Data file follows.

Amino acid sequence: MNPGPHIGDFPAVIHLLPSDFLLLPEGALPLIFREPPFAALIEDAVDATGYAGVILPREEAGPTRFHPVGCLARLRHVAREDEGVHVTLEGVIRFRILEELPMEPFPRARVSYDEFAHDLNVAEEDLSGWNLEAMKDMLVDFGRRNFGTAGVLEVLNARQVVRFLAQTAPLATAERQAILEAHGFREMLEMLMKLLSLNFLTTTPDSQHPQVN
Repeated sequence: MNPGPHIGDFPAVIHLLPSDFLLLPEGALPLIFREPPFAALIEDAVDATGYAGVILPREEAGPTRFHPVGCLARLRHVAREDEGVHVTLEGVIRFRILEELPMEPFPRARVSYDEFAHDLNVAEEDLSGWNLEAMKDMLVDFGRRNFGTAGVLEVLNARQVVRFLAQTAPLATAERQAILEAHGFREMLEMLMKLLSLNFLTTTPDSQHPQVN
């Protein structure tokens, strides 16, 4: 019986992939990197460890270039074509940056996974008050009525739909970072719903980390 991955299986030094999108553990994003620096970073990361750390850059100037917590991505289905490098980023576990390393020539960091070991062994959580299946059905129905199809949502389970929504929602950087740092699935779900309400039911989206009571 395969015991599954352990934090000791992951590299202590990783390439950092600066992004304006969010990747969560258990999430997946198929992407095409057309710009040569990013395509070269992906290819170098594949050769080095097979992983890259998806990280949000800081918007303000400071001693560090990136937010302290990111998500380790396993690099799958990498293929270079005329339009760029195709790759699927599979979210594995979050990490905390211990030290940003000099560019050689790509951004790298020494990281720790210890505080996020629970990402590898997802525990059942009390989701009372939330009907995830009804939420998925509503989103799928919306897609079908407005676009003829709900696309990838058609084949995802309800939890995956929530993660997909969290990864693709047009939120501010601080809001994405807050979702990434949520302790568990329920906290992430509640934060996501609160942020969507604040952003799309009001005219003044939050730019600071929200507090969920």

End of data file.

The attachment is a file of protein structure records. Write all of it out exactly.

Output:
Amino acid sequence: MNPGPHIGDFPAVIHLLPSDFLLLPEGALPLIFREPPFAALIEDAVDATGYAGVILPREEAGPTRFHPVGCLARLRHVAREDEGVHVTLEGVIRFRILEELPMEPFPRARVSYDEFAHDLNVAEEDLSGWNLEAMKDMLVDFGRRNFGTAGVLEVLNARQVVRFLAQTAPLATAERQAILEAHGFREMLEMLMKLLSLNFLTTTPDSQHPQVN
Repeated sequence: MNPGPHIGDFPAVIHLLPSDFLLLPEGALPLIFREPPFAALIEDAVDATGYAGVILPREEAGPTRFHPVGCLARLRHVAREDEGVHVTLEGVIRFRILEELPMEPFPRARVSYDEFAHDLNVAEEDLSGWNLEAMKDMLVDFGRRNFGTAGVLEVLNARQVVRFLAQTAPLATAERQAILEAHGFREMLEMLMKLLSLNFLTTTPDSQHPQVN
């Protein structure tokens, strides 16, 4: 019986992939990197460890270039074509940056996974008050009525739909970072719903980390 991955299986030094999108553990994003620096970073990361750390850059100037917590991505289905490098980023576990390393020539960091070991062994959580299946059905129905199809949502389970929504929602950087740092699935779900309400039911989206009571 395969015991599954352990934090000791992951590299202590990783390439950092600066992004304006969010990747969560258990999430997946198929992407095409057309710009040569990013395509070269992906290819170098594949050769080095097979992983890259998806990280949000800081918007303000400071001693560090990136937010302290990111998500380790396993690099799958990498293929270079005329339009760029195709790759699927599979979210594995979050990490905390211990030290940003000099560019050689790509951004790298020494990281720790210890505080996020629970990402590898997802525990059942009390989701009372939330009907995830009804939420998925509503989103799928919306897609079908407005676009003829709900696309990838058609084949995802309800939890995956929530993660997909969290990864693709047009939120501010601080809001994405807050979702990434949520302790568990329920906290992430509640934060996501609160942020969507604040952003799309009001005219003044939050730019600071929200507090969920």